August 1, 2013
Naziuddin, a wiry 50-year-old farmer, was living in hiding, changing his location each night after the police perversely charged him with the shooting death of his 12-year-old grandson, Syed. In fact, Naziuddin said, a bullet fired by Bangladesh security forces into a crowd of protesters killed his grandson. The boy had been standing outside his madrassa, a religious school, to watch demonstrators marching through the streets – much like Naziuddin, who looked on from the edge of his field, about 60 meters away. When the protests became chaotic, security forces fired live ammunition into the crowd, killing Syed, Naziuddin said.
Syed’s father was too distraught over his son’s death to talk about it, Naziuddin apologized. But Naziuddin made the daylong journey to Dhaka to speak with Human Rights Watch because he wanted someone to know the truth of what happened, he said. His grandson wasn’t a protester – he was just a curious boy, watching the people on the street.
Bangladesh was rife with protests between February and April. The biggest demonstrations, which involved large swaths of the country, were sparked by a special tribunal’s rulings on crimes committed during the 1971 War of Independence from Pakistan. Many of those sentenced were affiliated with the Jamaat-e-Islami political party. The party denounced the tribunal as biased and organized protests against the rulings.
During this period, security forces killed at least 100 people, almost all unarmed protesters and bystanders, with no one held to account, a new Human Rights Watch report says. The worst day of violence was February 28, the day Naziuddin’s grandson was killed. That afternoon, Delwar Hossain Sayeedi, a charismatic Islamic leader linked to Jamaat, was sentenced to death for murder, torture, and rape committed during the war. Jamaat called for protests, which erupted throughout many areas of Bangladesh.
That morning of the trial began like any other day, with Naziuddin heading to work in the fields near the village and Syed going off to the madrassa.
As soon as the verdict was announced, shopkeepers began to protest in the village. More demonstrators soon joined. Many villagers were followers of Sayeedi, Naziuddin said, as the leader had held an annual religious gathering nearby.
“When we heard the procession we went to watch from a distance,” Naziuddin explained. The crowd of protesters had swelled to the hundreds. Some of the young people started vandalizing shops and beating on shutters with bits of brick. “It was chaos,” Naziuddin said. Emotions ran high.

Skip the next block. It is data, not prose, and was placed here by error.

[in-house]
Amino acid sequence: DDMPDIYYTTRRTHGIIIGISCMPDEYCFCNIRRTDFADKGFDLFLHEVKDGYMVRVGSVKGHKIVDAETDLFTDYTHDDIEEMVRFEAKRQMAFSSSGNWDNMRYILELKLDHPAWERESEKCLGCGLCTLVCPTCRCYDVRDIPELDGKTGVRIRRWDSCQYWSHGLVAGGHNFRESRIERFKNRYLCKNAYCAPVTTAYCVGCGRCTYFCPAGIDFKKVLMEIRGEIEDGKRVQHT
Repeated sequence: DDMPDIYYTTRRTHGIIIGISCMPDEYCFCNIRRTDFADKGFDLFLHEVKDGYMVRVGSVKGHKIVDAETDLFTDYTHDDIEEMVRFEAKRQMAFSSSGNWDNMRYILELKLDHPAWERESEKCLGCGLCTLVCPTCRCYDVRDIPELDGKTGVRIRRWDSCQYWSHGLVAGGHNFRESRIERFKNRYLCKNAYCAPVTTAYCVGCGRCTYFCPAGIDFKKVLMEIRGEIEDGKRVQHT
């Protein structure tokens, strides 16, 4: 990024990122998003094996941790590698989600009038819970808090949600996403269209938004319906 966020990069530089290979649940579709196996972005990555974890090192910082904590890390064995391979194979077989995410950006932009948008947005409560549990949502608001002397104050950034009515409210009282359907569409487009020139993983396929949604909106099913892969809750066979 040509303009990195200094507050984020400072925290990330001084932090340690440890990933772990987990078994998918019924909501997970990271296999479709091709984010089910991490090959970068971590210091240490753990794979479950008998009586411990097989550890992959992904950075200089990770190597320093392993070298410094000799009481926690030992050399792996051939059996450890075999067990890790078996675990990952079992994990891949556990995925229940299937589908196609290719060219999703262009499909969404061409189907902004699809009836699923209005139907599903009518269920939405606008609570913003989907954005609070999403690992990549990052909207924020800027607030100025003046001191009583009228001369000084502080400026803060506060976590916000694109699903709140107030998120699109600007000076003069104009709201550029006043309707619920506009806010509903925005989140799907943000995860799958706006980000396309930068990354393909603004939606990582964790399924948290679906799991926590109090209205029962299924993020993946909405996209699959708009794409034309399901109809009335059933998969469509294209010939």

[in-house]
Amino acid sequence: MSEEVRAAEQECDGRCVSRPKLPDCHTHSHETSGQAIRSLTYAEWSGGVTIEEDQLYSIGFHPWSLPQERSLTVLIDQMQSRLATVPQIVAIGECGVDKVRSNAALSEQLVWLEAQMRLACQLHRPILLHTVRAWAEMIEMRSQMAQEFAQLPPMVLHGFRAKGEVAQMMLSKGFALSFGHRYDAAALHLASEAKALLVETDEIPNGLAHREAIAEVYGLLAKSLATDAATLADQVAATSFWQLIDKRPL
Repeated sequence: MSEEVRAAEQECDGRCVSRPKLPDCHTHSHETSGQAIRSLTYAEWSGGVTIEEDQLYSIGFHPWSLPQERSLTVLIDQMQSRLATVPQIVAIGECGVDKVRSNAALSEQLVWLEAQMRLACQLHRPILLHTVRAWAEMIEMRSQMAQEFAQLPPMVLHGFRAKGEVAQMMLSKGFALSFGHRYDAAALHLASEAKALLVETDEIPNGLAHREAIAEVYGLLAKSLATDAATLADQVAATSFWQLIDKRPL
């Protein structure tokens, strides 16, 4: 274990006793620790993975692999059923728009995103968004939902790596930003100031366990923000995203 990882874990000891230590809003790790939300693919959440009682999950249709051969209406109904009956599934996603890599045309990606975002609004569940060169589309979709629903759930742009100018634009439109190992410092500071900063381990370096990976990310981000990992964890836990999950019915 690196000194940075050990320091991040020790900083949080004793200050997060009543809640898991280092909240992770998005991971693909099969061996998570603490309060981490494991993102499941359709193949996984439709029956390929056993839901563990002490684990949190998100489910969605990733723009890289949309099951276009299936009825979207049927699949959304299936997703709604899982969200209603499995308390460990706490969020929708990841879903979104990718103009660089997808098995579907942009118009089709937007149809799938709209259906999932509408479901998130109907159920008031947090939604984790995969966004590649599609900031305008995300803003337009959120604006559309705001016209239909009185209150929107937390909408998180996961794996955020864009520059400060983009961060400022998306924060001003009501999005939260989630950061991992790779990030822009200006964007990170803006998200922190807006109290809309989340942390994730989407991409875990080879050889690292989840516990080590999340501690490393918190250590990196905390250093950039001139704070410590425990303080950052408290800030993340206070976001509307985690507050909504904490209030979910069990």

About 60 to 70 officers arrived on the scene, Naziuddin told us. He recognized the police wearing navy blue pants and helmets, and the Border Guards Bangladesh (BGB) by their multi-colored camouflage.
When the procession crossed the street in front of Syed’s madrassa, the protesters spotted the officers and started yelling. “The police attacked with sticks and charged the crowd,” while the BGB stayed back, Naziuddin said. The protesters didn’t have weapons, but they fought back with rocks and bamboo sticks. The confrontation escalated, the crowds surged back and forth. The police began firing rubber bullets and using tear gas, attempting to disperse the crowd.
Then the police called to the BGB for backup.
Naziuddin watched as the scene unfolded: The BGB pulled up in trucks. Without issuing any kind of warning, he said, the men pulled out guns, leveled them into the crowd, and opened fire, using live bullets. The shooting continued without pause, Naziuddin said, describing automatic weapon fire.
“When I heard the shooting, I ran back into the field,” Naziuddin said. The protesters ran for shelter.
When the shooting subsided, Naziuddin saw his grandson lying on the ground. Syed had been shot on his right side, and the bullet passed through his body, Naziuddin said. “My grandson died on the spot,” he said. “I fainted when I saw him.”
Syed was one of six people killed from the village, Naziuddin said, giving Human Rights Watch the victims’ names. Syed was the youngest, at 12. The oldest was 24.
About 30 people were injured, Naziuddin reported. Many had been shot in the back as they ran away.
When Human Rights Watch asked Naziuddin if he had filed a complaint with the police, his shoulders drooped.
“We didn’t go to the police, but the next day we discovered the police had filed a case against us.” Both Naziuddin and his brother were charged with Syed’s death. About 50 people in the village, some the fathers and brothers of those killed, were also charged with at least one of the deaths, Naziuddin said. The charges paralyzed people with fear.
Naziuddin could not understand why he was charged. “I do not have a police record – no incidents. I am not a member of a political party.”
He was just a man who hoped for justice for his grandson’s death.